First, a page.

This action arises out of a workmen's compensation lump sum settlement which was approved by the State Board of Workmen's Compensation in 1962. This suit was brought in 1969 by Patsy Diane Cline, as next friend of Hal Cline (claimant), against Lever Brothers Company (employer), Aetna Casualty & Surety Company (insurer) and a third defendant who had served as the claimant's attorney in the handling of his workmen's compensation proceeding.
The complaint alleged that the three defendants conspired to defraud claimant by withholding medical evidence of claimant's condition from the workmen's compensation board at the time of the approval of the lump sum settlement. Claimant sought recovery of $7,126 as special damages for loss of workmen's compensation benefits from all three defendants. Additionally, claimant prayed for exemplary damages in the sum of one million dollars "to deter the defendants from again perpetrating such fraud." Following discovery and an appeal to this court, 1
the complaint was amended to allege (1) that the employer and insurer defrauded claimant by withholding medical evidence of his physical condition; and (2) that the claimant's attorney failed "to exercise reasonable skill and diligence in the performance of obtaining workmen's compensation benefits for Hal Cline [claimant]." The amended complaint sought the same amount of special damages from the defendants as did the original complaint -- $7,126 for loss of workmen's compensation benefits; however, exemplary damages were sought only against the employer and insurer.
Following the amendment to the complaint, a consent judgment was entered in favor of claimant's workmen's compensation attorney. This consent judgment represented the culmination of negotiations between claimant and his former attorney wherein the latter agreed to pay claimant $7,000 to dismiss the case against him. The record reflects that this negotiated sum was paid to claimant shortly after the consent judgment was rendered.
Thereafter, the two remaining defendants, employer and insurer, filed a motion for summary judgment. The motion was granted and this appeal followed.
1. At the outset, we must determine whether the claimant's remedy lies within the exclusive domain of the workmen's compensation board. Defendants argue that the claimant's sole remedy is found in Code 114-710 which provides that an order of the board procured by fraud shall be set aside by the court on review. We disagree. Claimant is not seeking to set aside an order procured by fraud; claimant is seeking damages against the procurers of the fraud. Compare Lavender v. Zurich Ins. Co., 110 Ga. App. 196 (138 SE2d 118)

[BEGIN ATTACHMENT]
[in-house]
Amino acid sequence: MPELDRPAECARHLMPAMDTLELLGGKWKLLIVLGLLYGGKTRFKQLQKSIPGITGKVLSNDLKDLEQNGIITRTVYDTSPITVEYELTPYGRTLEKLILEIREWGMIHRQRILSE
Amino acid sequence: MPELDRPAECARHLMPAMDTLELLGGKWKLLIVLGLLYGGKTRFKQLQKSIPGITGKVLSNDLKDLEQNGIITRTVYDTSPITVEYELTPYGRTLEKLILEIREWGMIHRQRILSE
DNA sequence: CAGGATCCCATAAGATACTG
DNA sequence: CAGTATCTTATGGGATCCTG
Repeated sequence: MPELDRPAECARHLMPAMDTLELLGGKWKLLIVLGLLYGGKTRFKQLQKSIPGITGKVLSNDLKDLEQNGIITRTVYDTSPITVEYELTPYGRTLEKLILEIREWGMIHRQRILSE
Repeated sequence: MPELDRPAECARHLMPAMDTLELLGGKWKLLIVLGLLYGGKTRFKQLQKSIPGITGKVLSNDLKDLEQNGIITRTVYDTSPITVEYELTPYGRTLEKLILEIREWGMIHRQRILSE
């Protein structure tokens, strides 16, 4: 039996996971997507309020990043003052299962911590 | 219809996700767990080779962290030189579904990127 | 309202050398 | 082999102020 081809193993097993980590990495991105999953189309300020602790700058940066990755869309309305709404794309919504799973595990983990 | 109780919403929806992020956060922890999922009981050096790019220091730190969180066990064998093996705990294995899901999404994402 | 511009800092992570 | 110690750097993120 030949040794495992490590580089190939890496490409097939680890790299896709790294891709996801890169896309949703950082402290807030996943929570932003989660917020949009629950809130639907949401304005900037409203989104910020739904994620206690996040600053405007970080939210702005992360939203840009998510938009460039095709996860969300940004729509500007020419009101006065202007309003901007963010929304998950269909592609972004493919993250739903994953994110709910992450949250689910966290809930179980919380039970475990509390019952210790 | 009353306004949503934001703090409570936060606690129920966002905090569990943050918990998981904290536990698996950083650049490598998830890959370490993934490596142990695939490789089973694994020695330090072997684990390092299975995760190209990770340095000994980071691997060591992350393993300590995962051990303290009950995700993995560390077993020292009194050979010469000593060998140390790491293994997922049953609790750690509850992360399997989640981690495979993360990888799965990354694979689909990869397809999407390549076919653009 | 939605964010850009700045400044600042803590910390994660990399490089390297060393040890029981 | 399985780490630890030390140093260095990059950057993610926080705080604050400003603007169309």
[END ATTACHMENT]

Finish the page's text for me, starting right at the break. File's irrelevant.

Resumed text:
. Such an action does not lie within the jurisdiction of the workmen's compensation board. "The Georgia Industrial Commission is not a court of general jurisdiction, nor even of limited common-law jurisdiction, but it is an industrial commission made so by express terms of the act of the legislature to administer its provisions as provided therein. As such administrative commission it possesses only such jurisdiction, powers, and authority as are conferred upon it by the legislature, or such as arise therefrom by necessary implication to carry out the full and complete exercise of the powers granted." Gravitt v. Ga. Cas. Co., 158 Ga. 613
, 618 (123 SE 897
2. "If the separate and independent acts of negligence of two or more persons or corporations combine naturally and directly to produce a single indivisible injury other than a nuisance, and if a rational basis does not exist for an apportionment of the resulting damages among the various causes, then the actors are joint tortfeasors, jointly and severally liable for the full amount of plaintiff's damages, notwithstanding the absence of voluntary intentional concert of action among them." Gilson v. Mitchell, 131 Ga. App. 321 (205 SE2d 421)
, affd., 233 Ga. 453 (211 SE2d 744)
. Inasmuch as the actions of the three defendants combined to produce a single indivisible injury (i.e., loss of workmen's compensation benefits) to claimant, and inasmuch as the resulting damages cannot be apportioned rationally among the defendants, the defendants must be considered joint tortfeasors.
3. "Where the negligent acts of two persons combine, although not done simultaneously, to cause an injury to a third person they are joint tortfeasors, and the release of the first tortfeasor will release the other." City of Buford v. Hosch, 104 Ga. App. 615 (122 SE2d 287)
. Thus, "if, instead of merely dismissing his suit against one of two defendants sued jointly, the plaintiff proceeds, for a consideration, to fully settle and satisfy his claim against one, he cannot by the terms of such accord and satisfaction, where the injury or damage complained of is the same, limit the release to the defendant thus dealt with, but in such a case the claim itself becomes extinguished. [Cits.]" Griffin Hosiery Mills v. United Hosiery Mills, 31 Ga. App. 450 (120 SE 789)
. Having accepted $7,000 in consideration of his consent to the entry of a judgment in favor of the workmen's compensation attorney, plaintiff's tort claim has become extinguished. Compare Garrett v. Garrett, 128 Ga. App. 594 (197 SE2d 739)
, wherein a voluntary dismissal with prejudice of a co-defendant did not release the remaining defendant since the record failed to disclose an agreement founded upon a consideration.
4. The trial court did not err in granting defendants' summary judgment motion.
Powell, Goldstein, Frazer & Murphy, Frank Love, Jr., Scott M. Hobby, for appellees.